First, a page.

By Michael Grondin
CALGARY – After 17 years of collaborating and participating in Canada’s diverse music community, the Vancouver-based experimental pop masterminds Frog Eyes are closing the book on a weird and fruitful career with Violet Psalms (Paper Bag Records), their eighth and final full-length. It’s a carefully crafted musical collection of tension and unease coated in hopeful melody.
According to Carey Mercer, Frog Eyes’ lead singer and guitarist, Violet Psalms isn’t so much a headstone, but rather an indicator of a specific point in time.
“It seems like there’s been some kind of demarcation line created in the past couple years where it feels inappropriate to carry on a project that started, in a sense, pre-climate change, in a sense, pre-Trump. Frog Eyes was birthed in a different time,” he says.
He explains that Violet Psalms was designed to be disorienting and introspective, mirroring the strange times we find ourselves in.
“Let’s just put a nice end to it, and you know, the band comes with so much baggage, and when I was making the record I never thought it would be the last one, but it just feels like a right to time to put an end to the name and its legacy and hopefully gain a new perspective.”
Unlike their previous releases, Mercer self-recorded Violet Psalms in a studio he built in his Vancouver home with the help of drummer Melanie Campbell, keyboardist Shyla Seller and bassist Terri Upton, which gave him control over both the sonic elements and ideas.
“From the first instant I started making music I was very jealous of the engineer’s knowledge, like, ‘Why do you put this mic there? These are my songs, why do you get to determine how it sounds?’ So much of the engineering affects the end product,” he says with a laugh.
“We didn’t want that. We wanted this claustrophobic, disorientating, swirl of drums.”
Thus, in an attempt to take the sonic qualities of this record to a new level, Mercer got creative.
“Every time you listen to a record, every instrument and microphone is obviously placed, and there’s a cohesive totality to the sound. Let’s fail miserably at mimicking that, and in our failure, let’s create something with a distinct imprint,” he explains of his end game.
Displaying many such examples of Frog Eyes’ outside-the-box techniques, the finished product is “a gnashing jubilee.”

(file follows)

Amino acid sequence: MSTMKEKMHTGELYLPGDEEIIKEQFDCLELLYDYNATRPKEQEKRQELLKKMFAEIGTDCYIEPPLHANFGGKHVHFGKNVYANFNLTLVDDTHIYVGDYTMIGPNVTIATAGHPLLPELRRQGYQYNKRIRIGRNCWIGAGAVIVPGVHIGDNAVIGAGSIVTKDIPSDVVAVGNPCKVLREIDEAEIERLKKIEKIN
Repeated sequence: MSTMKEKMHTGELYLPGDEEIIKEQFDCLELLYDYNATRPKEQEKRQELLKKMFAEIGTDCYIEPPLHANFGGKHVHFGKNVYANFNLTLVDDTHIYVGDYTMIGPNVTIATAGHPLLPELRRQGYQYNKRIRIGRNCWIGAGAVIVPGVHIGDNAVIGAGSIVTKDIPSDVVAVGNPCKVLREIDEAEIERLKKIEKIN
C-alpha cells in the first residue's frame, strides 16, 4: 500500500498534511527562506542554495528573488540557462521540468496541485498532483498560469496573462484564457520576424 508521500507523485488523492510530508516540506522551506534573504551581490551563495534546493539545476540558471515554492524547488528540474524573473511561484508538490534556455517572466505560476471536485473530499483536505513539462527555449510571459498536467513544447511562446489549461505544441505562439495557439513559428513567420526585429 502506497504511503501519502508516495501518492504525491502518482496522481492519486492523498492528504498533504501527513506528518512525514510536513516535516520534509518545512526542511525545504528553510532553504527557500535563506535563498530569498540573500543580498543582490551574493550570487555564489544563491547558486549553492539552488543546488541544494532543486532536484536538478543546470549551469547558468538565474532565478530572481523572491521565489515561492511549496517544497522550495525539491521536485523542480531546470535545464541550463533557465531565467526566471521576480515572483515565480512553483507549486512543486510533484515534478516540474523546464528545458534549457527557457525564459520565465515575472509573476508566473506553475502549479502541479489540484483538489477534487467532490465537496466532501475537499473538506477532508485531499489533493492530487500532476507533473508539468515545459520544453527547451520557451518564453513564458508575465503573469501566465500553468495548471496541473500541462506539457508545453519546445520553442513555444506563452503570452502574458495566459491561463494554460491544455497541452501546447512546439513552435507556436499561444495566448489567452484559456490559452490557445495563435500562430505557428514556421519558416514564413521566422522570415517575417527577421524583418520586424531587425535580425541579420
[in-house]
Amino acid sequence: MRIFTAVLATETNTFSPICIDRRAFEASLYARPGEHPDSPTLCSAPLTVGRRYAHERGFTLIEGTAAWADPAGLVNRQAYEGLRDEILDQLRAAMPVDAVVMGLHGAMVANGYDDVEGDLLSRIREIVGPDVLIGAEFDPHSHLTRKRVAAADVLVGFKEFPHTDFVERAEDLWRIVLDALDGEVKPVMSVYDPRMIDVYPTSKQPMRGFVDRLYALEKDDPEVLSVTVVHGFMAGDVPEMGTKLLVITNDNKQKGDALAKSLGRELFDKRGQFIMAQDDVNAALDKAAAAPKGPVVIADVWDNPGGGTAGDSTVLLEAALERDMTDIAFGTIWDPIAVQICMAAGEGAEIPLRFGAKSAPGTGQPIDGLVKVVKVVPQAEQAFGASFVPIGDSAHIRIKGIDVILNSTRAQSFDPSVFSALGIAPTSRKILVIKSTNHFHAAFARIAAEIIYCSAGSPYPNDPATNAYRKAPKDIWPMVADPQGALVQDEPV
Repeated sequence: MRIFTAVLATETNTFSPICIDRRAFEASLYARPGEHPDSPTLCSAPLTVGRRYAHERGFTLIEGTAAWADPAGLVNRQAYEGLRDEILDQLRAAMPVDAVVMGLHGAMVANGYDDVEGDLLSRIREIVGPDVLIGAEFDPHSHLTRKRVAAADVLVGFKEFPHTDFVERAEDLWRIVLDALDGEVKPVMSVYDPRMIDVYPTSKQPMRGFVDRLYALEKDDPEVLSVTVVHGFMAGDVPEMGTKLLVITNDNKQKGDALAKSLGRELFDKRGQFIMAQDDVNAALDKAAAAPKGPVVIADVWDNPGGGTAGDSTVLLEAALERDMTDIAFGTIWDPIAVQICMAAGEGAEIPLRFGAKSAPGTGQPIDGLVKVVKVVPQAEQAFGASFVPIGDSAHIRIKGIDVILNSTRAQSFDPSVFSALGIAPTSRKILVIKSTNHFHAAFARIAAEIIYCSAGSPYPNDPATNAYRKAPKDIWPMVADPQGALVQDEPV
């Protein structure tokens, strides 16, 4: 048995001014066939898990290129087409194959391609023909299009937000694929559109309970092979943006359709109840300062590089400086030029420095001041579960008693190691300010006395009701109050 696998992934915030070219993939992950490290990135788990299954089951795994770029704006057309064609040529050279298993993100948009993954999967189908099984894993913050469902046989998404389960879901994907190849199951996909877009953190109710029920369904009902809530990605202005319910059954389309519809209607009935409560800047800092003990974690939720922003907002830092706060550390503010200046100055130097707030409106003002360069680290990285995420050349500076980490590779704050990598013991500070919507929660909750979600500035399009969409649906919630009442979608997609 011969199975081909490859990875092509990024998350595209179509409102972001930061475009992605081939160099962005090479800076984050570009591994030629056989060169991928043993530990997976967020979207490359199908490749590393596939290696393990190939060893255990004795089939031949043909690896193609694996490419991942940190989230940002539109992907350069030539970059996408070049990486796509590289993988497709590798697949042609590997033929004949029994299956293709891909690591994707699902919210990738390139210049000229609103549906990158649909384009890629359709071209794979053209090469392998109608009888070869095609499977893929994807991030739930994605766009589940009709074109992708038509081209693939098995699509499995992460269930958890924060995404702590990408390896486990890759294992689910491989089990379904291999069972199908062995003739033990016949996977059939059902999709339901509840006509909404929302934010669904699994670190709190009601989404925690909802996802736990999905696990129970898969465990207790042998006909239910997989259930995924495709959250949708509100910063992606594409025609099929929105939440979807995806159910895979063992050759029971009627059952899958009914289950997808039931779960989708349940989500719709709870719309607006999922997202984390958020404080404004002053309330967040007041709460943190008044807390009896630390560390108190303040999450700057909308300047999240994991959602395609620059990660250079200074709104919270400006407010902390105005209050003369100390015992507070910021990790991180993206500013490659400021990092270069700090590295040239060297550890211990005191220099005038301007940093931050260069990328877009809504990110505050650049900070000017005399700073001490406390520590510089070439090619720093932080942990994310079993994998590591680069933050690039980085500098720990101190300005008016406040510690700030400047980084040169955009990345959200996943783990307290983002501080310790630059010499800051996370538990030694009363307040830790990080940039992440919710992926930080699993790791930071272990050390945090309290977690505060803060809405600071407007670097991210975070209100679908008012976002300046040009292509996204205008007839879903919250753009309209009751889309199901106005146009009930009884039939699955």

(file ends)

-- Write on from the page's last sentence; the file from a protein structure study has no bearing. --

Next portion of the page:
“There’s always an image, or a flickering essence that you try and capture, and sometimes it changes in the process, or when you listen to the record after, or when you hear other people’s impressions of it,” he says. “When it started, I was thinking about shadows, and shadow puppetry, and silhouettes. This idea of creating depth where depth can’t exist, you know?”
Apart from the band’s last tour under their amphibian moniker, the next developmental stage in Frog Eyes’ evolution has yet to be unveiled. An exciting prospect for Mercer, who is the first to acknowledge that the only real constant is change.
“I spent half my life building this studio in my mind, and then after we built it for real and made this record, I went and sold everything. I don’t know if you have to be happy when you make a record, but you should at least be engaged and focused,” concludes Mercer. “It took a very long time, and a lot of dedication to learn how to make a record on your own, to compile tracks, to make them fit. And a record, in general, is a real magical thing we take for granted.”
Frog Eyes’ new LP Violet Psalms drops May 18 on Paper Bag Records. Frog Eyes perform May 11 at The Office of Surrealist Investigations (Kamloops), May 12 at Milkcrate Records (Kelowna), May 25 at Copper Owl (Victoria), May 26 at China Cloud (Vancouver).China Cloud, Copper Owl, Frog Eyes, Hothouse wallflowers, Milkcrate Records, Paper Bag Records, The Office of Surrealist Investigations, Violet Psalms